Some people spend more work hours behind the wheel than behind a desk, but the tax rules governing business-related travel are complex.

"It's based on driving patterns, it's based on the cost of the vehicle — there's a lot of different factors that come into play," said London, Ont., tax lawyer Don MacDonald of Marcus & Associates.

"Typically what I tell people here is you have to put pencil to paper … do the calculations and figure out what's best in a particular situation."

Whether you drive your own car for work, use a company vehicle or are self-employed, here are some tips for steering your way to the best possible tax return.

Keep a detailed logbook

You're personally responsible for keeping records to support your vehicle expense claims. 

You should write down how many kilometres you drive for work, exactly where you're going, the nature of the trip and what expenses you incur along the way.


When you use your car for work purposes, it's important to keep a detailed logbook of all your comings and goings and all the related expenses. (Dragon Images/Shutterstock)

The more you claim, the more of a stickler the Canada Revenue Agency is likely to be about your records, MacDonald said.

"With the CRA, I've been involved in lots of reassessments where they've gone in and looked at the employees and said, 'You haven't got a proper logbook, so we're just assuming that it's all personal use,'" MacDonald said. 

You can download a sample logbook online from tax firm PwC Canada

When you drive your own car for work 

Whether you're a business owner, a partner or an employee, if you use your personal vehicle for work, you can claim tax deductions so long as you meet the following criteria:

  1. You're regularly required to work away from the office. If you visit clients or take meetings in other cities, for example, you fit the bill.
  2. You pay the costs of work-related travel out of pocket. You'll have to get your employer to sign a T2200 form confirming this. If your company reimburses you or pays you a car allowance, you're in a different boat. More on that later.

If both of those apply, you're eligible for deductions related to costs incurred while driving for work, including gas, insurance, registration fees, repairs and general maintenance. You can also claim a percentage of leasing payments or of the capital cost of a car, as well as the interest paid on a loan to buy it.


If you use your car for work, you can write off some of the cost of repair and maintenance. (Wavebreakmedia/Shutterstock)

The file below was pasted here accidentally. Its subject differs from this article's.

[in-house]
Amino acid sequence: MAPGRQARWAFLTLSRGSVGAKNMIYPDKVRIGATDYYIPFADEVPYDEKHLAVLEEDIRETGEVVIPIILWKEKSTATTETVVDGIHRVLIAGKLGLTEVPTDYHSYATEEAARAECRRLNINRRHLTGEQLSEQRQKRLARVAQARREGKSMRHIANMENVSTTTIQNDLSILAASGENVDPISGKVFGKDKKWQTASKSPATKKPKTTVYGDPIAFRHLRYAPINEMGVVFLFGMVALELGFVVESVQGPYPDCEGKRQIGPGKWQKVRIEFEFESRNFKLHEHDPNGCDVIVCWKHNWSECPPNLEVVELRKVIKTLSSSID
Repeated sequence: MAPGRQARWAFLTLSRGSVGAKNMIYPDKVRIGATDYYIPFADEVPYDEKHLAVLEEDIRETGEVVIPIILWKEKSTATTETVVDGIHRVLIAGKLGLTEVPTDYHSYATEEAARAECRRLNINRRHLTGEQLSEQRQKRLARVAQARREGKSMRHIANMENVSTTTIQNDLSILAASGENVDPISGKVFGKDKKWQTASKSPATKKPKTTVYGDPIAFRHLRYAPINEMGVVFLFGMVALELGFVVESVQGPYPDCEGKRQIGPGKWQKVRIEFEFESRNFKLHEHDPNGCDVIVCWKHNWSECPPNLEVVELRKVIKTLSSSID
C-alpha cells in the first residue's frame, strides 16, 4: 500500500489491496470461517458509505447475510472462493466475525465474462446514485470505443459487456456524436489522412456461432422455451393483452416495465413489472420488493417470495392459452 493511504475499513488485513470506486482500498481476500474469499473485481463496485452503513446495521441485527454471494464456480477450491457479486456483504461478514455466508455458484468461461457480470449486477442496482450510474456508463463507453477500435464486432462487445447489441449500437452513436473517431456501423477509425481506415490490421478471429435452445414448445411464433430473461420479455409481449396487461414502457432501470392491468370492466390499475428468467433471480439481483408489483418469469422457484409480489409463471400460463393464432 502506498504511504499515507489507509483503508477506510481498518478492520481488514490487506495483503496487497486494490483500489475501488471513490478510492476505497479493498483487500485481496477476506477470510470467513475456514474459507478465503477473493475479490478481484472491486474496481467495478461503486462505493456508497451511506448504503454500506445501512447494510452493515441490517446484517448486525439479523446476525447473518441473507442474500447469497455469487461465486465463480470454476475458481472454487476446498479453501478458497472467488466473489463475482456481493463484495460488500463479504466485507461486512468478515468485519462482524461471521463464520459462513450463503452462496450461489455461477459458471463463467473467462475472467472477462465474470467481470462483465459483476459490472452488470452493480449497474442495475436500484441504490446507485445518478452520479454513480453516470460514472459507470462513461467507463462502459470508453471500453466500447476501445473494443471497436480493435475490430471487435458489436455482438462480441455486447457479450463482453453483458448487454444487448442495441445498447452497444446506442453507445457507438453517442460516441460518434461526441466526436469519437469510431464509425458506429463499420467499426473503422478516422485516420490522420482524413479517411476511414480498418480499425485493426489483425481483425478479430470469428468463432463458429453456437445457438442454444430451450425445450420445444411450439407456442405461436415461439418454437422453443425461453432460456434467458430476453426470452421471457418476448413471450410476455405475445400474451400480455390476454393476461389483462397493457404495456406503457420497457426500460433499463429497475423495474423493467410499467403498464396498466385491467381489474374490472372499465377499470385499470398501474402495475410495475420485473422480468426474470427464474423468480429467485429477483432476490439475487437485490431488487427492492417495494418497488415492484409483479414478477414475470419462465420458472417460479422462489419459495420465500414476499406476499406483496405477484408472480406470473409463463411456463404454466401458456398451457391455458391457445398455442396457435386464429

These deductions depend on your work-to-personal use ratio. For example, if you have $1,000 in car-related expenses and you use your vehicle for work 50 per cent of the time, you can claim $500. 

It's worth noting that a commute to and from work does not count as work-related travel. 

This all comes back to keeping a detailed log of your driving habits. 

When you get paid to to drive your own car

Double-dipping is not OK. If your employer reimburses you for work-related driving expenses or pays you an automobile and motor vehicle allowance, you can't claim vehicle expenses. 

But the allowance must be based on a reasonable rate per kilometres driven for it to be considered to be tax-free. For 2016, the CRA considers the following reasonable:

  • $0.54 per kilometre for the first 5,000 kilometres driven.
  • $0.48 per kilometre driven after that.
  • An additional $0.04 per kilometre for travel in the Northwest Territories, Yukon and Nunavut.
Loonie Consumer Costs 20160121

If you pay out of pocket for gas when you're driving for work-related reasons, you can file for a full reimbursement on your tax return. (Jonathan Hayward/Canadian Press)

 A good rule of thumb to follow, said MacDonald, is if your driving costs are higher than your allowance, report the allowance as income and deduct your expenses.

When you drive a company car

If your employer provides you a car, that's considered a taxable benefit. Two ways you might be taxed:

A standby charge: Meant to cover your personal use of a company car, this charge is usually two per cent of the original cost of the car or two-thirds of the lease costs, including PST and GST or HST, for each month of the year you have access to it. 

You can get a reduction on this benefit if you prove you're using the car for business more than 50 per cent of the time. If you only use the car for work and leave it at the office at the end of the day, this charge can be waived. 

An operating benefit: This reflects the personal portion of any operating expenses paid by your company. It's calculated based on a prescribed amount per-kilometre rate of personal use ($0.26/km for 2016) minus any costs you've reimbursed to the company.


Keep your personal use of the company car to a minimum if you want to avoid having it treated as a taxable benefit. (EpicStockMedia/Shutterstock)

You can bypass this charge completely by reimbursing your employer for all car-related expenses.

When you're self-employed

If you are your own boss, you calculate your expenses the same way as if you drive your own car for work, except you don't have to have an employer sign off on it. 

Again, you're expected to keep a detailed logbook and calculate your expenses based on the total kilometres you drove during the year, and the total you drove for business purposes. You can claim deductions for gas, licence fees, insurance or maintenance incurred while driving for work purposes.